During the last two weeks, news have circulated about significant change in the field of engineering education in Egypt. Professor Mohamed Othman Elkhosht, President of Cairo University, announced that Cairo University’s Faculty of Engineering will be changing its more than a century-old rigid five-year academic system, into a more flexible credit-hour based system that could allow students to obtain their bachelor’s degree in some four years instead of five.
The new system, which is planned to go into effect as of the academic year 2023/2024, defines the requirements for obtaining a B.Sc in Engineering not through a rigid schedule of courses pre-set by the university and extending over a fixed five-year period, but through the number of credit hours a student has to fulfill, regardless of the period of time along which these credit hours are achieved.
This new system allows students the flexibility of determining the academic load they would carry every term, in terms of how many credit hours they can fulfill, provided of course the courses—which translate in pre-assigned credit hours—they choose are on offer and that the students fulfill the prerequisite conditions for the courses. The new system also offers summer courses which students may use to further their credit hour requirements. All this could mean early graduation for those who wish to do so, since they could fulfill the requirements for a B.Sc degree in Engineering in some four years instead of the classic five. Yet students still have the option to graduate after five academic years should they prefer to.
Self-evidently, the credit hour system which substitutes the five-year academic system, neither curtails nor neglects any of the foundations or elements of engineering studies. It simply embeds them within the credit hours, allowing students more flexibility and choice in their undergraduate education. This recent development in the bylaws of the Cairo University’s Faculty of Engineering was approved and accredited by the Supreme Council of Universities based on a report issued by the Council’s engineering studies’ sector. This should come as no surprise given the relentless efforts by Dr Elkhosht since he launched the initiative years ago to bridge the education system gap between Cairo University and international universities in the US, Europe, Japan, China, or others. The outcome has been a remarkable leap in scholarly activity and effectiveness, leading Cairo University’s Faculty of Engineering to rank 134th among 30,000 universities worldwide in 2022, with one of its departments, Petroleum Engineering, ranking among the top 50 in the world.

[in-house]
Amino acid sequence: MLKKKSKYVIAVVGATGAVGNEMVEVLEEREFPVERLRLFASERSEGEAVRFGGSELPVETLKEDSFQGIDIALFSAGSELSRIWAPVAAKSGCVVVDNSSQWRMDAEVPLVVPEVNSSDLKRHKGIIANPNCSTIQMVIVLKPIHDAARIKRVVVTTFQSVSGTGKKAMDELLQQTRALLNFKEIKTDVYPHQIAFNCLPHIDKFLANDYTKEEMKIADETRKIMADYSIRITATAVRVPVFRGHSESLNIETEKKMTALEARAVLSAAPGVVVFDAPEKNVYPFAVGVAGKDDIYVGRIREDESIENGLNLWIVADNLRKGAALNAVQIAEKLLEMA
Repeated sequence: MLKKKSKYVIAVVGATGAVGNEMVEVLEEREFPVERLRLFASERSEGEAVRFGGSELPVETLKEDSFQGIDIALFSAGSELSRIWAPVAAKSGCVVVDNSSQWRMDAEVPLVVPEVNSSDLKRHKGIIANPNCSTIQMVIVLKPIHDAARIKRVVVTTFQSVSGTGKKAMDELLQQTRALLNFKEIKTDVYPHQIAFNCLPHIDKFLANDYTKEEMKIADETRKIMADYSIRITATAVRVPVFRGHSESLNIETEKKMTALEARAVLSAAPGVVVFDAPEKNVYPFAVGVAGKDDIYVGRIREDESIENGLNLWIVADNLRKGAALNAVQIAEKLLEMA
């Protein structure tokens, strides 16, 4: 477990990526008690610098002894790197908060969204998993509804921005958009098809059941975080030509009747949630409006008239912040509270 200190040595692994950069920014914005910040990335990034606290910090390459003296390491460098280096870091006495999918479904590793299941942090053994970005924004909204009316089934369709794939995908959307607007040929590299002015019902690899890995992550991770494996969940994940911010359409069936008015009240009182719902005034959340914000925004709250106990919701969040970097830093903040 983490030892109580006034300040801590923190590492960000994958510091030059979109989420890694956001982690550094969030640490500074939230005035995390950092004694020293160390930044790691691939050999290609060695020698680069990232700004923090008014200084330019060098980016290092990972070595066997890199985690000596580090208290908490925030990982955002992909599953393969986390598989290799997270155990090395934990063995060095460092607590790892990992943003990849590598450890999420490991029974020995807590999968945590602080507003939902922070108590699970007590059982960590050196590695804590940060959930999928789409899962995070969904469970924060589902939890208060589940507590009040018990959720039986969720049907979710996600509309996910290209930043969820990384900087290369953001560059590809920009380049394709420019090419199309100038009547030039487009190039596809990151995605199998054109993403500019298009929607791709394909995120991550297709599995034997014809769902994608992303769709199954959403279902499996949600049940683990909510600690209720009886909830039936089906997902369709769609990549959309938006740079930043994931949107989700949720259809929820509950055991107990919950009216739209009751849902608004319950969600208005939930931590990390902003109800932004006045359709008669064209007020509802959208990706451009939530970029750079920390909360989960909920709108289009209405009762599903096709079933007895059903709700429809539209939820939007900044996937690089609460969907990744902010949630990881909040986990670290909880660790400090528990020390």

The new bylaws for Cairo University’s engineering school will be making provisions for establishing new specialised programmes, revising academic curricula, and condensing credit hour requirements to between 154 and 159 hours, subject to the nature of study in each programme. In comparison, the prestigious Massachusetts Institute of Technology (MIT) requires the fulfilment of 134 credit hours to graduate with a B.Sc degree in engineering; UC Berkeley and Stanford University each require 120 credit hours; Georgia Institute of Technology, 122 credit hours; Michigan University and Illinois University, 128 credit hours.
I extend my heartfelt appreciation to Dr Elkhosht, President of the prestigious Cairo University for his academic zeal and arduous efforts to enhance and upgrade the university to match elite universities of the world. In this context, I must refer to the rather “hasty” response by Egypt’s Engineers Syndicate to Cairo University’s decision. The Engineers’ Syndicate, which is responsible for accrediting the university degrees granted by engineering schools of Egyptian universities, and accordingly granting graduates membership and licence to practise in Egypt, expressed their disapprobation of the initiative taken by Cairo University in a statement that read: “Now we need to brace ourselves to herald in generations of unqualified engineers”(!!) My only comment on that statement is that now is a good opportunity for all Egyptian universities to follow Cairo University’s lead, in their strive to modernise old regulations and systems to match standards of contemporary academic achievement. In this I say: Thank you Dr Elkhosht, and objectors please hold back.
15 September 2023